BOSTON — Secondary scoring is a must-have in the Stanley Cup playoffs, and it has eluded the Boston Bruins in the last two games of their second-round Stanley Cup playoff series against the Tampa Bay Lightning.
The B’s only scored once in Wednesday night’s 4-1 Game 3 loss to the Lightning at TD Garden, and that was a power-play goal by Patrice Bergeron in the first period.
Despite leading the Bruins for all but 1:47 of the game, the Lightning still managed to out-shoot the B’s in the first and second periods and tie them over the final period.
Boston’s first two lines were able to possess the puck and create enough scoring chances to threaten Tampa Bay’s lead. The issue for the Bruins was the bottom-six, and the third line of Danton Heinen, Riley Nash and David Backes, in particular.
Bruins head coach Bruce Cassidy was asked if the third line could get better without personnel changes, and he admitted there are players who sat in the press box for Game 3 who could provide a spark if a lineup change(s) is made entering Game 4.
“Well, that’s a good question. I am concerned, and we always, look – we’ve got some guys that weren’t dressed (Wednesday night) that have played well for this team,” Cassidy said.
“So, we’ll have that conversation (Thursday). I think it’s easier to do the next morning than immediately after the game. Some guys have had a tough time that we need – whether they stay in or not. If they stay in, obviously, they need to be better. A lot of discussion (Tuesday) – the question centered around secondary scoring.
“That matters, but, if you’re not bringing that, we’ve talked about this. You don’t have your A-game, so to speak, bring your B-game. Well, you’ve got to defend better, and that’s where my issue lies. You need to bring something else to the table, and then eventually the scoring will come, or if you’re a guy that’s scored in this league. I believe that. I think that’s where, fundamentally, we’re missing out on some of the players we rely on.”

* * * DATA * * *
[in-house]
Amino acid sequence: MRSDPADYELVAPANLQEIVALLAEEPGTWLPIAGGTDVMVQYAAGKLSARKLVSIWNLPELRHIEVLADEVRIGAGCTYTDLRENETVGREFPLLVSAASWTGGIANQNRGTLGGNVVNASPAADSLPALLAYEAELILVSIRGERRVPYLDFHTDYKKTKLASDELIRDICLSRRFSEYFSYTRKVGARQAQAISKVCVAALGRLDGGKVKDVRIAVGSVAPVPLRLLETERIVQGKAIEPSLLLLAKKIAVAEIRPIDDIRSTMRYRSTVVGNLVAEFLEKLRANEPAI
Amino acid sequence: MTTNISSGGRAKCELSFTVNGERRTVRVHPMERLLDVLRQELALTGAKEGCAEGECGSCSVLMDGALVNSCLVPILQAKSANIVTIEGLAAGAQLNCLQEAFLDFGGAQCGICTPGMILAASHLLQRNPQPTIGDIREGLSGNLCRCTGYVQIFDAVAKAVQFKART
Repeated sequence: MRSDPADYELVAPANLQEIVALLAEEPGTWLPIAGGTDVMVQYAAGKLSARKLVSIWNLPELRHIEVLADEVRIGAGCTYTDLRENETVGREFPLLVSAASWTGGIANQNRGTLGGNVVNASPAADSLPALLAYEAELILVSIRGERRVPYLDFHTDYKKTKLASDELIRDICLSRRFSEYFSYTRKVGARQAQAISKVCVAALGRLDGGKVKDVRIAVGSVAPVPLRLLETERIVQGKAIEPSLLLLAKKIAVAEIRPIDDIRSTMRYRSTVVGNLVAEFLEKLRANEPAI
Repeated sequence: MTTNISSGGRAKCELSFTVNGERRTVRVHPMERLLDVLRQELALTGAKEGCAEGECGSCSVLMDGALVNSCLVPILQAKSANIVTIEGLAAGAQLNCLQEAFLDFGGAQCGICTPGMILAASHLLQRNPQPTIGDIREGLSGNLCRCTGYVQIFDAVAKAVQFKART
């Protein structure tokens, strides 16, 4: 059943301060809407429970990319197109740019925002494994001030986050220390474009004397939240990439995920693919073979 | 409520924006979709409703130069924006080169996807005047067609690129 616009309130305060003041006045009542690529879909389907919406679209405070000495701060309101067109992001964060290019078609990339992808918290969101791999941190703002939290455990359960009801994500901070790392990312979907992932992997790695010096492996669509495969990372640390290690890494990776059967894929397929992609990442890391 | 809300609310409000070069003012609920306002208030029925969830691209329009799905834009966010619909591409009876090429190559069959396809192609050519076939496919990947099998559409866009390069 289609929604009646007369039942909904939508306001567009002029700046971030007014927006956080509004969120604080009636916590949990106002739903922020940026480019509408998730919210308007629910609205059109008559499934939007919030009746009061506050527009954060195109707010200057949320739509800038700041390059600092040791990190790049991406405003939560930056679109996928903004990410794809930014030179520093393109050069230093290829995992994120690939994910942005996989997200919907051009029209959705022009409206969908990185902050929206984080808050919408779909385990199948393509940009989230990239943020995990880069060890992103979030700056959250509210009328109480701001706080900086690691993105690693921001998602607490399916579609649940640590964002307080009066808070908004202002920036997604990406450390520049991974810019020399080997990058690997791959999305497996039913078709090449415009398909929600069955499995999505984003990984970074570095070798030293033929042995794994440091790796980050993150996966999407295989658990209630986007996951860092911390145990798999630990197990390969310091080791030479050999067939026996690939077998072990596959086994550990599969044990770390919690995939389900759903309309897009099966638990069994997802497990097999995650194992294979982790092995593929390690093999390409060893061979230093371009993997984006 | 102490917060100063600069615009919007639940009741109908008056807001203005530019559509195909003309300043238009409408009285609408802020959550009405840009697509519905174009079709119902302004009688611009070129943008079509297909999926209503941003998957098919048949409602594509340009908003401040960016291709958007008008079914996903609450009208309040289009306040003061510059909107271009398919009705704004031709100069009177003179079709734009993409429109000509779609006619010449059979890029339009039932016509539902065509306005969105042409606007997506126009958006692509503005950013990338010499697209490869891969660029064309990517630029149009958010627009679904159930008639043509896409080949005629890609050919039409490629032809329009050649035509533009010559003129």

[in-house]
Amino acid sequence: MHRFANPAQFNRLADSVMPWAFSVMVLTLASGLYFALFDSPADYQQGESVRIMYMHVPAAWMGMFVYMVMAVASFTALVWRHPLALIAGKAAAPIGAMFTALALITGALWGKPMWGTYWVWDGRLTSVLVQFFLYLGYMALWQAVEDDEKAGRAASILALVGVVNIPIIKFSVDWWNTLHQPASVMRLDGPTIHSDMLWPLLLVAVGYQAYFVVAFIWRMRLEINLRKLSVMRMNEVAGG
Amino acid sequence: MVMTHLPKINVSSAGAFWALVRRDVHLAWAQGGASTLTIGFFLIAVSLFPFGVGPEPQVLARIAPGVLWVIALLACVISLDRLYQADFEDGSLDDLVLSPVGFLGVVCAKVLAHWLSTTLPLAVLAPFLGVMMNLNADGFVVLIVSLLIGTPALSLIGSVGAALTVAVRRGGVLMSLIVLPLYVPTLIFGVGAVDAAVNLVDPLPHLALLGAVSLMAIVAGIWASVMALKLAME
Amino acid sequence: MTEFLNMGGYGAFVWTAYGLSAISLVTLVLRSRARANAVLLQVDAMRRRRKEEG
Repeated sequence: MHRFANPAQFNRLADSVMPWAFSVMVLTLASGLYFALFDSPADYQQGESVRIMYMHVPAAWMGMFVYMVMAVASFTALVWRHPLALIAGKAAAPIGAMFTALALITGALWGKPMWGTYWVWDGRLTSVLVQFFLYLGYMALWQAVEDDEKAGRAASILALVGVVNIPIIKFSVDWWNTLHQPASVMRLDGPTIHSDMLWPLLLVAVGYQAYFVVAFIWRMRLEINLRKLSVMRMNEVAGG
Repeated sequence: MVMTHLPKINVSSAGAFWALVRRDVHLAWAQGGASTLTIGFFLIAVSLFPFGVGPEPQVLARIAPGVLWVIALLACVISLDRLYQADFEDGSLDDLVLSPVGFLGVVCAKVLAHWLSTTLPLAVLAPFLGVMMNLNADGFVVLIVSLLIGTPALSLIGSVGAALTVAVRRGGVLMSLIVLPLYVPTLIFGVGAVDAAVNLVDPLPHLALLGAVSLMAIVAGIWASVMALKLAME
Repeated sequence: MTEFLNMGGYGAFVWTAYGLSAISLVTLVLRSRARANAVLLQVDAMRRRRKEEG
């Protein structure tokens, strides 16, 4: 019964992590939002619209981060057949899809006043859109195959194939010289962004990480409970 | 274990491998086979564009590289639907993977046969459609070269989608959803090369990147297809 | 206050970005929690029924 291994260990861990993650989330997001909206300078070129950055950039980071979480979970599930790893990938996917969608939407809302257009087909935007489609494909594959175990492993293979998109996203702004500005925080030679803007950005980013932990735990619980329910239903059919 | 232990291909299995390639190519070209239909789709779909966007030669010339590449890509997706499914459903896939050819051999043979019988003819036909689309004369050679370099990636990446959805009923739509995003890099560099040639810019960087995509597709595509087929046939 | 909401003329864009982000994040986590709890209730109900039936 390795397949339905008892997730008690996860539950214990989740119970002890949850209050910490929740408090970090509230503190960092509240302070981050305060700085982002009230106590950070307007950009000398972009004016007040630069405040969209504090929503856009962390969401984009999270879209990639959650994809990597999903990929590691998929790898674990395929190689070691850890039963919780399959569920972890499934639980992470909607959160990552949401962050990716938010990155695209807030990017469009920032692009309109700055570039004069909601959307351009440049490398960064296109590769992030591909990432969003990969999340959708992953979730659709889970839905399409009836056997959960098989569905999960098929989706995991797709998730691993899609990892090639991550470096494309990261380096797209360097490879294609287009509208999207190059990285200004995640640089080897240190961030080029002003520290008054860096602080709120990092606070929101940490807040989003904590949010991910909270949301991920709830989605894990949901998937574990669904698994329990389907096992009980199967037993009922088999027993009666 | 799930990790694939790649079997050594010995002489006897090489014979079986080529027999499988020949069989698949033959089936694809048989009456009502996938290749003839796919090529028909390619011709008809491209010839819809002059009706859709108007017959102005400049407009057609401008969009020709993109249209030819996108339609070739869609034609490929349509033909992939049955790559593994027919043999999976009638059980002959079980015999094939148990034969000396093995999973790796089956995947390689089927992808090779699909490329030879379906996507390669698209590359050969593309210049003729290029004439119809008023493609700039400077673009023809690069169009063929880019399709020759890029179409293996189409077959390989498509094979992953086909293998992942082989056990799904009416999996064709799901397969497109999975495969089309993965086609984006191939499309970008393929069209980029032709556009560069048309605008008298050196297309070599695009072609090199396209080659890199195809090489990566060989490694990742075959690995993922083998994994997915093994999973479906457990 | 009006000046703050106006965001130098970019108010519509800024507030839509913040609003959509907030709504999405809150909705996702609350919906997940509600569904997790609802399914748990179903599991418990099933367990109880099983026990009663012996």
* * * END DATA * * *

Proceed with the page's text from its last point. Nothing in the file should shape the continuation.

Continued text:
The third line hasn’t found the back of the net through the first three games of this series, and just putting pucks on net has been a challenge. Nash had two shots on goal in Game 3, while Backes and Heinen both had zero. Nash was held without a shot in the first two games. Backes has four shots in the series and Heinen’s only shot on net came in Game 1.
“I don’t think we have a goal in this series, so it’s been one of those things where it’s just kind of a battle right now,” Nash said.
“You have to keep trying to do the right things. I don’t think we’re getting the chances that we had late in the season. So I think it starts there, you start getting a little more chances, a little more zone time and you know, once one goes in for you and you start to feel a little bit better about yourself and your confidence grows, then maybe a couple more follow. But I think it starts with the work in their zone, behind their D, and just holding on to pucks and making them defend.”
The Bruins do have options if Cassidy elects to make a lineup change.
Rookie forward Ryan Donato is the most offensively skilled player who was a healthy scratch Wednesday. Donato hasn’t played since Game 2 of the first round — his only playoff appearance — but he did tally nine points in 12 regular-season games after joining the Bruins once his junior season at Harvard ended.
Donato has the speed, playmaking ability and shot to make a positive impact for a bottom-six forward group desperate for goals. The concerns are his lack of experience and if he can defend well enough against a highly skilled Lightning team — not an easy task for a rookie.
Regardless if Donato enters the lineup for Game 4, something has to be done to generate more scoring chances. The Bruins can’t rely on their top two lines to eliminate a Lightning team that rolls four good lines and led the NHL in scoring this season.
Thumbnail photo via Kim Klement/USA TODAY Sports
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